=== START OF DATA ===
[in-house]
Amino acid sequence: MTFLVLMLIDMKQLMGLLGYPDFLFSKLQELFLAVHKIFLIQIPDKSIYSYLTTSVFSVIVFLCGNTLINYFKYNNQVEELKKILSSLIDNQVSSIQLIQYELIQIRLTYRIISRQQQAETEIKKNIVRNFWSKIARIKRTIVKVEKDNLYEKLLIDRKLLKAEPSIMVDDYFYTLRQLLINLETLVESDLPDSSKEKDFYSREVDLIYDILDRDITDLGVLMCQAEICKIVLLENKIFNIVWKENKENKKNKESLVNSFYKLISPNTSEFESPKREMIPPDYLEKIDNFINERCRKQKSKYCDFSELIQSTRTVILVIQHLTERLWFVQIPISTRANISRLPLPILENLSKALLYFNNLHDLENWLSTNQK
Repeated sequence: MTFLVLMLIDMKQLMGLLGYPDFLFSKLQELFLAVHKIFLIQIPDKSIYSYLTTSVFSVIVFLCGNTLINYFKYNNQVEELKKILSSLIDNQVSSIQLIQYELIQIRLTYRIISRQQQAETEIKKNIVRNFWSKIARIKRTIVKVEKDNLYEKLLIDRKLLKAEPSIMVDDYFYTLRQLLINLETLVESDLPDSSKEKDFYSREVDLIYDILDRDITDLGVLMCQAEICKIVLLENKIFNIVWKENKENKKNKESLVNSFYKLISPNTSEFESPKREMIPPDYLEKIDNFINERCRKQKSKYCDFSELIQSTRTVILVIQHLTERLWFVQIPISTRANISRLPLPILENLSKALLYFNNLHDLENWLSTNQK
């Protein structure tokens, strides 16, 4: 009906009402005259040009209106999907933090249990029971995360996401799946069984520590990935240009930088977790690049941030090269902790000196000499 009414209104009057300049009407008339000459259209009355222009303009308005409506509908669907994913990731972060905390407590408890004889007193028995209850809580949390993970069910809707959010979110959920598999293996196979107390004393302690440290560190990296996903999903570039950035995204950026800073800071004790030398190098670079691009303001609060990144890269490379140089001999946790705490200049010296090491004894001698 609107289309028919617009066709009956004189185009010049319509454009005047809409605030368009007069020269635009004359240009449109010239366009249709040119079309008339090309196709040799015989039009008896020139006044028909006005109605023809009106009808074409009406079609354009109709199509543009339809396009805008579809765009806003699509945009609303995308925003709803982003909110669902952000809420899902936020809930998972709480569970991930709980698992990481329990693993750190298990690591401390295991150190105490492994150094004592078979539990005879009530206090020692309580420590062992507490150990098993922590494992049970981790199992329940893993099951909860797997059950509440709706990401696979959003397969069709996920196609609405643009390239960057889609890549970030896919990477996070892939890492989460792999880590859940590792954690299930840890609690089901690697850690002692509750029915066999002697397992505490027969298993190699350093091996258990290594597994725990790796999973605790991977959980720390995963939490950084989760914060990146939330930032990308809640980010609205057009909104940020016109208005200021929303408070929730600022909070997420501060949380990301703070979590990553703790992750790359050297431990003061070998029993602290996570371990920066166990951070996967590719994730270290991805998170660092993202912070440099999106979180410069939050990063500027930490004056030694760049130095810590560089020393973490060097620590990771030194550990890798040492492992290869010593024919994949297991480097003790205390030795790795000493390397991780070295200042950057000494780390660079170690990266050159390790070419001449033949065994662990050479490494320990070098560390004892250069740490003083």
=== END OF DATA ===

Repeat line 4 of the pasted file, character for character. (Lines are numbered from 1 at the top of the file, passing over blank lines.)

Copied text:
């Protein structure tokens, strides 16, 4: 009906009402005259040009209106999907933090249990029971995360996401799946069984520590990935240009930088977790690049941030090269902790000196000499 009414209104009057300049009407008339000459259209009355222009303009308005409506509908669907994913990731972060905390407590408890004889007193028995209850809580949390993970069910809707959010979110959920598999293996196979107390004393302690440290560190990296996903999903570039950035995204950026800073800071004790030398190098670079691009303001609060990144890269490379140089001999946790705490200049010296090491004894001698 609107289309028919617009066709009956004189185009010049319509454009005047809409605030368009007069020269635009004359240009449109010239366009249709040119079309008339090309196709040799015989039009008896020139006044028909006005109605023809009106009808074409009406079609354009109709199509543009339809396009805008579809765009806003699509945009609303995308925003709803982003909110669902952000809420899902936020809930998972709480569970991930709980698992990481329990693993750190298990690591401390295991150190105490492994150094004592078979539990005879009530206090020692309580420590062992507490150990098993922590494992049970981790199992329940893993099951909860797997059950509440709706990401696979959003397969069709996920196609609405643009390239960057889609890549970030896919990477996070892939890492989460792999880590859940590792954690299930840890609690089901690697850690002692509750029915066999002697397992505490027969298993190699350093091996258990290594597994725990790796999973605790991977959980720390995963939490950084989760914060990146939330930032990308809640980010609205057009909104940020016109208005200021929303408070929730600022909070997420501060949380990301703070979590990553703790992750790359050297431990003061070998029993602290996570371990920066166990951070996967590719994730270290991805998170660092993202912070440099999106979180410069939050990063500027930490004056030694760049130095810590560089020393973490060097620590990771030194550990890798040492492992290869010593024919994949297991480097003790205390030795790795000493390397991780070295200042950057000494780390660079170690990266050159390790070419001449033949065994662990050479490494320990070098560390004892250069740490003083």